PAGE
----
In 2013 we moved to a small coastal town in the Eastern Cape. A wonderful opportunity presented itself: I would be able to move my practice to a prestigious school which most of the youngsters from our- and neigbouring towns attended. I was so grateful that everything was falling into place.

  • Although the school was 70km away from home, I would be able to commute making use of the school bus.
  • The location of my new consultation- and therapy room would be adjoining the pre-primary and primary school. Most of my little clients ranged from 3-12 years old.
  • Communication and collaboration with teachers and other therapists would be easy since we would see each other during break time in the staff room.
  • I would be able to observe my little clients’ through my practice window during their free play time and could learn so much about their strengths and difficulties.
  • During my daily 2 x one-hour bus rides, I would be able to use the commuting time to get a lot of admin done.

Everything went smoothly and I couldn’t have asked for a better school to establish my practice.
After a few years of traveling to and from school, I began to realize that my energy levels were dropping, my anxiety levels were rising and I was becoming a less likable person to be around at home.
But how could this be? I loved spending time with my therapy kids and was blessed to have the opportunity to be part of such an amazing school with the best teachers and involved parents.

In February 2017 I attended Dr. Annemarie Lombard’s Comprehensive Practitioners Training Course and this is when the penny dropped for me.
After completing my own Sensory Matrix™ and unpacking the results during the course, I realized what the issue was: I am a sensory avoider with low sensory thresholds trying to make it work in an environment overloaded with constant sensory input.

  • My low threshold for sounds meant that I was easily overwhelmed by kids chatting to each other on the bus.
  • My low threshold for touch made it difficult for me to sit between two people on the bus and I easily became distressed.
  • As a sensory avoider, my preference for predictability made it hard to cope with people unexpectedly approaching me with questions first thing in the morning as I got off the bus, without warning.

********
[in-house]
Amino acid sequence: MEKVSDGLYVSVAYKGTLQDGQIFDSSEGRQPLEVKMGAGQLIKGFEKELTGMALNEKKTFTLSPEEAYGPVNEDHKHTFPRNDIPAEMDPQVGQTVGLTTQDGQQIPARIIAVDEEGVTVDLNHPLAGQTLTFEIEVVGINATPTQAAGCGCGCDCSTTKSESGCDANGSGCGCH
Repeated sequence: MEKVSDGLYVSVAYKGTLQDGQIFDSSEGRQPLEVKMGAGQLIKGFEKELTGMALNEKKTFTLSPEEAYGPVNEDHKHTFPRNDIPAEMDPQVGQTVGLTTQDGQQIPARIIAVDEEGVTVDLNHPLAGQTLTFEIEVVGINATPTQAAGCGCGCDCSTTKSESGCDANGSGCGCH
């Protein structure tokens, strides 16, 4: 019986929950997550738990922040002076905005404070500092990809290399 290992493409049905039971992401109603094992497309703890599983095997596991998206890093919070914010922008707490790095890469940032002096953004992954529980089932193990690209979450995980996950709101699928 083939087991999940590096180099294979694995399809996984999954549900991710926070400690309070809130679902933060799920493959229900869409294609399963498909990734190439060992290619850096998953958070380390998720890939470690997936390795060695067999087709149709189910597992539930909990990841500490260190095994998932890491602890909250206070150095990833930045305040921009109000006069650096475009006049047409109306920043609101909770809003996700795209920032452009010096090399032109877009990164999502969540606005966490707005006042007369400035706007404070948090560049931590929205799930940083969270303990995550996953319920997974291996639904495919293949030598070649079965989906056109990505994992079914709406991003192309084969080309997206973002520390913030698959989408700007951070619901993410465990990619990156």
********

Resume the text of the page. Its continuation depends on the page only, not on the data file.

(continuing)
• My low auditory and visual thresholds caused havoc in my brain when the kids would play (as they should!) right outside my practice.
  • As a sensory avoider, my preference for smaller group interactions meant that I rarely visited the staff room during break times.
  • Due to my low threshold for movement, the 2 x one-hour bus rides filled with irregular movement dysregulated me early in the day.

During the Comprehensive Practitioners Training Course, I realized that my sensory style and my work environment at the time were not a match and as a result, I was in sensory overload for most of my work week. I realized this was not a sustainable option for me and explored different avenues of pivoting my service offerings to avoid burnout and ensure a lasting, productive, enjoyable, healthy career.

What changes have I made because of those AHA moments during the Practitioners Training Course?

  • I now know that I do not cope well with too much noise, so I work from home.
  • I now know that I work best when there is less visual input, so I’ve arranged my workspace (home office) and online workspace (desktop) to be calm and uncluttered.
  • I now know that I do not cope well with excessive, arhythmical movement, so I don’t do hands-on therapy with children anymore and therefore don’t need to change my body position excessively throughout the day. A leisurely walk and timed stretch breaks away from my desk do the trick to get the necessary movement to stay self-regulated.
  • I now know that individual- or small-group interactions work better for me, so I do individual, online, sensory coaching sessions and co-facilitate online workshops.

Because of my own personal AHA moments of self-awareness and self-acceptance, I am able to guide and empower my clients in their own life struggles and help them be the masters of their own sensational universe.

Not everyone needs to change their career paths, sometimes a small adjustment is all that is needed.
For me, pivoting according to my sensory needs resulted in big, positive outcomes.

I am again living a happy life (and I’ve heard that I’m again a more likable person at home… most of the time).